CalPERS nixes interim police chief's extension
Original post made on Jan 8, 2013
Read the full story here Web Link posted Tuesday, January 8, 2013, 7:46 AM
on Jan 8, 2013 at 3:44 pm
Glen Kramer's greed is what gives public employees a bad name. He retired in 2010, making more than most employees and continued to double dip for the last 2 years. The City knew he was retiring, yet did nothing to have his duties re-distributed. And why isn't payroll automated? With 40 years in the City, you would think that Kramer did something right. And he is not the only one to blame. City Management allowed him to continue his outdated work processes. Now the City is hiring an Assistant to the City Manager. Another outrage, when there is already a City Manager and an Assistant City Manager. When is the council going to wake up? a greedy
on Jan 8, 2013 at 10:18 pm
You should not blame Glen Kramer that Glen Rojas did nothing to prepare a new person to do Kramer's job. Rojas made a lot more than Kramer, but even so, Kramer retired around the time city residents were proposing a two-tier retirement system. If Rojas had tried to hire a new person, we can assume Disgusted would have complained that the city must wait unil Measure L was implemented.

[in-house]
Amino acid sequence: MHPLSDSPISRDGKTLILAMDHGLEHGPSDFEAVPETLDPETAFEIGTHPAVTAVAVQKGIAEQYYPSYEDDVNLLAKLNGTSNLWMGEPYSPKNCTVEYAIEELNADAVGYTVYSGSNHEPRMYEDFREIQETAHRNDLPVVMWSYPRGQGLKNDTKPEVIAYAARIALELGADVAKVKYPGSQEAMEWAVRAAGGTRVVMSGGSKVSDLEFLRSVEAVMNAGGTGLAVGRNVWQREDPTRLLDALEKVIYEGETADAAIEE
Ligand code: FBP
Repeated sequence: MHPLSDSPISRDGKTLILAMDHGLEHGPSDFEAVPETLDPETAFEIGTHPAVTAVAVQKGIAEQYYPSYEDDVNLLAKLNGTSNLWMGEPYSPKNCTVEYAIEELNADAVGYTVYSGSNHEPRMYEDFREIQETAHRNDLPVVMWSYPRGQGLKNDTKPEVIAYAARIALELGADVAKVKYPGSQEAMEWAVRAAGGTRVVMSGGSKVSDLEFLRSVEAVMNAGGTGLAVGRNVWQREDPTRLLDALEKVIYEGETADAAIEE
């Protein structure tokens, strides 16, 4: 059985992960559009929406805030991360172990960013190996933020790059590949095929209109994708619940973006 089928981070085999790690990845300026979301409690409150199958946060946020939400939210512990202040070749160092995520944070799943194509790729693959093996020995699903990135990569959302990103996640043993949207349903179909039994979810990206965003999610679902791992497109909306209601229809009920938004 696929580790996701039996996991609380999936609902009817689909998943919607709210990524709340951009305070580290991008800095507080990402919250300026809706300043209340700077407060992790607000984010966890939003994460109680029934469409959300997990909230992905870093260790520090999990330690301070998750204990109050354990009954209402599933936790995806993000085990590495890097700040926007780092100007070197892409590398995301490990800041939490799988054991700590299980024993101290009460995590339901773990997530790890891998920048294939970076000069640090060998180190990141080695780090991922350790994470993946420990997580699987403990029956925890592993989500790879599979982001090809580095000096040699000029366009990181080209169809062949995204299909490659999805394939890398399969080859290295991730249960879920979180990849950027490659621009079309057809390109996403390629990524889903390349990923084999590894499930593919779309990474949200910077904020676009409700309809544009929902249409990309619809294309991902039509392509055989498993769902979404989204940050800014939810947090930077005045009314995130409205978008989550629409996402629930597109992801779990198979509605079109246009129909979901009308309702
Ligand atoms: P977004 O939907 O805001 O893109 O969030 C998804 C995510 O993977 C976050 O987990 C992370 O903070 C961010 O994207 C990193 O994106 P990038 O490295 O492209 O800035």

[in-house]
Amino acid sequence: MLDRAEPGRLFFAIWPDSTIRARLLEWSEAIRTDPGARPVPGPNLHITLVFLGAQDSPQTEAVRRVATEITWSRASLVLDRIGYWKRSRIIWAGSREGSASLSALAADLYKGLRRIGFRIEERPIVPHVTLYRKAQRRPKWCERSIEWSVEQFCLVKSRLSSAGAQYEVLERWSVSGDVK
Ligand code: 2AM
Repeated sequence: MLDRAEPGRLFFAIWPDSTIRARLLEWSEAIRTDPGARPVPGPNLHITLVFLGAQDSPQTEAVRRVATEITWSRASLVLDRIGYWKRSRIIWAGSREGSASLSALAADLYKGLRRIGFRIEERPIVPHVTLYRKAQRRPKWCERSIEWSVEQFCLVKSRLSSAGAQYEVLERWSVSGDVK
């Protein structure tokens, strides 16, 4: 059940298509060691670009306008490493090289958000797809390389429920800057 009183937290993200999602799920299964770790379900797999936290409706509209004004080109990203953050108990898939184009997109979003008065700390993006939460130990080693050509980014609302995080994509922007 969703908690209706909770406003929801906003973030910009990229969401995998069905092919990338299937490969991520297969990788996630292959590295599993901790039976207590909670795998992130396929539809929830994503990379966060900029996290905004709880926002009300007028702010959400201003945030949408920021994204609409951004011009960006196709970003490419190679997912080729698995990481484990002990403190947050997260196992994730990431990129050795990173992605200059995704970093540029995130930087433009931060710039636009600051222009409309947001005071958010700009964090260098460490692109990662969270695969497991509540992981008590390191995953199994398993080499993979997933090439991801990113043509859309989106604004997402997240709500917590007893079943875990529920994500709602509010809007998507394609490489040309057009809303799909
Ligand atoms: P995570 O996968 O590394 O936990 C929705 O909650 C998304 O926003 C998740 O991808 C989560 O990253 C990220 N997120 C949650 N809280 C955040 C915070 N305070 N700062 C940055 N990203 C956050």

on Jan 11, 2013 at 11:39 am
1) In 1978 when prop 13 passed and Councilman Stephens wanted all city employees to go to 30 hour work weeks, Kramer successfully organized city workers and brought in the Union SEIU 715.
2) Eventually, a new City Manager, Jan Dolan had the wisdom (maybe?) at the time to pluck him from his department and install him as Head of Human Resources. It appeared at least to place him on her side of the bargaining table.
3) In 2007 Kramer and Rojas knew they would turn 55 after 2009 and negotiated and presented the new (higher) 2.7% retirement formula (a formula that more or less maxes out at age 55)to the council. It was effective in April 2009. A nice bit of distance for all concerned.
4) In 2008/09 Frank Benest was hired as a consultant to prep all of the city's managers on succession planning indicating many retirements were coming down the spike and managers needed to plan ahead.
5) In spite of that. Kramer and Rojas each retired without adequate notice to hire replacements evidenced by both of them double dipping. At the time, PV and Woodside each had town managers retire with adequate notice to perform the search for replacements.